At end, there is a lot to like in Head and Bryant’s potential. Head had offers from Oregon and Michigan State when he chose the Hoosiers, so there is no doubt he’s an elite athlete.

But staying hungry is the most important thing in Hagen’s mind, and that’s something Head has taken to heart.

“Gavin, he’s a returning starter. I want to be better than Gavin,” Head said. “Allen Stallings, he’s also a starter. I want to get past those guys, really. Lance, we are good friends, he drives me.

“We just all have competitiveness in us. We want to drive each other better, but at the end of the day, we are still friends. It’s all cool.”

Now that the competition turns to an opponent, the Hoosiers can show how much they’ve grown. Defensive coordinator Kane Wommack started the week by acknowledging Big Ten teams usually have a line advantage over a Mid-American school like Ball State. That should make it possible for the Hoosiers to get pressure with their front four, when necessary.

At the same time, they can’t just pin their ears back. Allen thought back to previous matchups with the Cardinals and regretted how many rushing yards IU surrendered. Ball State gained 140 yards on the ground in 2016.

“In my mind, they ran the ball against us and they shouldn’t have,” Allen said. “And that’s a tribute to them. At the same time, I never left the game pleased with how we defended them in that regard. That, to me, is job No. 1, to stop the run, and then create those passing situations.”

And when the latter opportunity arises, Head and Bryant will be ready. Neither registered a sack as freshmen. They are looking to change that.

They have been preparing for their charge at the quarterback, clever and quick.

“I’m ready to go. That’s all I can say about it,” Bryant said. “Make some plays, get my name out there, and let’s win some games with this team.”


  1. Did any of you watch the Clemson/Georgia Tech game? The Clemson front 4 were on the GT QB so quickly he was getting tackled while receiving the snap from the center. That front 4 simply out-quicked the GT OL. If IU had a DL with that kind of speed and dominance we wouldn’t lose a game.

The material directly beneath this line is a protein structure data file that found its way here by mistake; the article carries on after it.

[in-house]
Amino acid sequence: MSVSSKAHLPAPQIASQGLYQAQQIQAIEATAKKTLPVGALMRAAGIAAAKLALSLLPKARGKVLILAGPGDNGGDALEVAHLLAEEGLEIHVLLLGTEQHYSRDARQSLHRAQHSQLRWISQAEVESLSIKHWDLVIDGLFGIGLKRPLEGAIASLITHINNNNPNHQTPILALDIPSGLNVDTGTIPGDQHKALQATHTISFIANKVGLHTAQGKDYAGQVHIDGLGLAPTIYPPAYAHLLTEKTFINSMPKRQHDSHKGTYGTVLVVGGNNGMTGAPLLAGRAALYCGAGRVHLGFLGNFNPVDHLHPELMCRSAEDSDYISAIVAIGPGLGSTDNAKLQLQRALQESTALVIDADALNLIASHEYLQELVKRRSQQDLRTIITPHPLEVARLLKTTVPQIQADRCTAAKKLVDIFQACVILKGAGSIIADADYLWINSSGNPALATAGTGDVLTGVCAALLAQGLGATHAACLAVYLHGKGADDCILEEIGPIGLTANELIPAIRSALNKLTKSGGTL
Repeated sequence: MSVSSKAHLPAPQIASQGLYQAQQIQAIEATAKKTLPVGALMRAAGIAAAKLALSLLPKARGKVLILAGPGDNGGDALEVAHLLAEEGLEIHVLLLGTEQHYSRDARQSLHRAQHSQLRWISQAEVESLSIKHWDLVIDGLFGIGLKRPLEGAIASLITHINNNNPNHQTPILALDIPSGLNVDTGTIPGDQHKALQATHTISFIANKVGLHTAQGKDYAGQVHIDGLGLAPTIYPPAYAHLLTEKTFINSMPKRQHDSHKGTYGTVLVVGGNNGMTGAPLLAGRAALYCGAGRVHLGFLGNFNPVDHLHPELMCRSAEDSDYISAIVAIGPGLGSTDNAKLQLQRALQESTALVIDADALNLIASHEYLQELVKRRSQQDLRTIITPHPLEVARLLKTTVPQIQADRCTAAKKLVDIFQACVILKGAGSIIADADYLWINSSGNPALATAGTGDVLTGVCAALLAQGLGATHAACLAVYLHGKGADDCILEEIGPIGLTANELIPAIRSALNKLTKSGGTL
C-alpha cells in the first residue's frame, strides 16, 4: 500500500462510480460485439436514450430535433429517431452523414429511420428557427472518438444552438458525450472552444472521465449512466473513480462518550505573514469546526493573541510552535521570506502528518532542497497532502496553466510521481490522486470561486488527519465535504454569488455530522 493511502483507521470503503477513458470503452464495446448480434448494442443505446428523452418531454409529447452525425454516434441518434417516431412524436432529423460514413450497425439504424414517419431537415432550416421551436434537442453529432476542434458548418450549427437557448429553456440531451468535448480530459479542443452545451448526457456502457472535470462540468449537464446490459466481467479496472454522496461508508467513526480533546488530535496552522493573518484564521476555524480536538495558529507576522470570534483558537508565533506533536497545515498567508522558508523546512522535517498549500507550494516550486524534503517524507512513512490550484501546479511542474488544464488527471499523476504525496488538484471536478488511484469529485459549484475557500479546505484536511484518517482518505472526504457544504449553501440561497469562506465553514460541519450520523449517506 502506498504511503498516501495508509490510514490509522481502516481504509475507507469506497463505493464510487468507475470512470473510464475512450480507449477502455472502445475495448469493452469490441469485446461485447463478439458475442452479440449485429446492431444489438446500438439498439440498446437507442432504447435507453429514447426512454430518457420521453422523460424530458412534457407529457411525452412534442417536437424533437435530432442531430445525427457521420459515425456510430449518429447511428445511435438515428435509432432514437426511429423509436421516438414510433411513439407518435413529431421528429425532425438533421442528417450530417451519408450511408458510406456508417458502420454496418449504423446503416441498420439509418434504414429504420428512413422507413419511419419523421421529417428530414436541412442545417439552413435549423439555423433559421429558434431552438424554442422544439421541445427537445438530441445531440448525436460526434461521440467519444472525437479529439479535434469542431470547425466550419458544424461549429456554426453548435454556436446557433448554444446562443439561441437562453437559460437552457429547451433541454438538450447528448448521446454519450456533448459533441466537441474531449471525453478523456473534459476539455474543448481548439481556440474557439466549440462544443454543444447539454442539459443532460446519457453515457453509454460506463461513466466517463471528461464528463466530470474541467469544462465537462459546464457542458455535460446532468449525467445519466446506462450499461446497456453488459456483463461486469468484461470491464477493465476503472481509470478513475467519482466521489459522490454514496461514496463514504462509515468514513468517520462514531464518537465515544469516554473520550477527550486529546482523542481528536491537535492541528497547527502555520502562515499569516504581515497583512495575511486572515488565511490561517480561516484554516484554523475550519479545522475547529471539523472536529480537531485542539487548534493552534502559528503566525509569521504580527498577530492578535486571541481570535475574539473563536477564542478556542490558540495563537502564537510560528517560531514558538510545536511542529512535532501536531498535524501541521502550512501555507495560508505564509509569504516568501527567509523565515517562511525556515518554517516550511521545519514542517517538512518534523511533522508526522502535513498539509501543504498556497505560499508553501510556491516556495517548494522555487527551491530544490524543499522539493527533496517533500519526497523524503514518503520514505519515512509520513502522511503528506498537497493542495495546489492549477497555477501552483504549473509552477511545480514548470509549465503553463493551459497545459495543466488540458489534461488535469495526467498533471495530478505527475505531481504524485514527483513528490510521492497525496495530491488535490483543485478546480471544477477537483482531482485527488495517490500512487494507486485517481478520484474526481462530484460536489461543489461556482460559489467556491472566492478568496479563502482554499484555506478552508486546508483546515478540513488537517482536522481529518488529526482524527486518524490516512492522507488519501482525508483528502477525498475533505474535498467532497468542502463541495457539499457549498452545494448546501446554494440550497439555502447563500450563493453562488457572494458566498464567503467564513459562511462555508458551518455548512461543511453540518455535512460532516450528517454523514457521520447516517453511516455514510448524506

Here’s to hoping that the IU DL can be 1/4 to 1/2 as good as Clemson. That would be impressive enough for me.

    1. Clemson has an awesome front to be sure but lots of defensive lines are going to look impressive against Georgia Tech this season.

  2. IU’s pass rushers need to improve this year and become forces to be reckoned with by B1G teams not just OC teams. IU has been missing the devastating pass rushers since coach Allen has taken over, years before too, and having several this year would do a lot to improve this defense.

  3. Clemson might be able to beat a couple of this year’s weakest NFL teams! They have become the College Football Superpower, and that was no mid-major team they crushed last night.

    In relative terms, skill players aside, the quality of the Offensive and Defensive lines is really what tells you how good a team’s recruiting is.

    1. You know, every few years a loaded college team will inspire someone to make a comment such as that. When pro players or coaches hear that they have a hearty laugh. The last guy in the bench on an NFL team would absolutely tear apart 90% of the Clemson players. Men versus boys.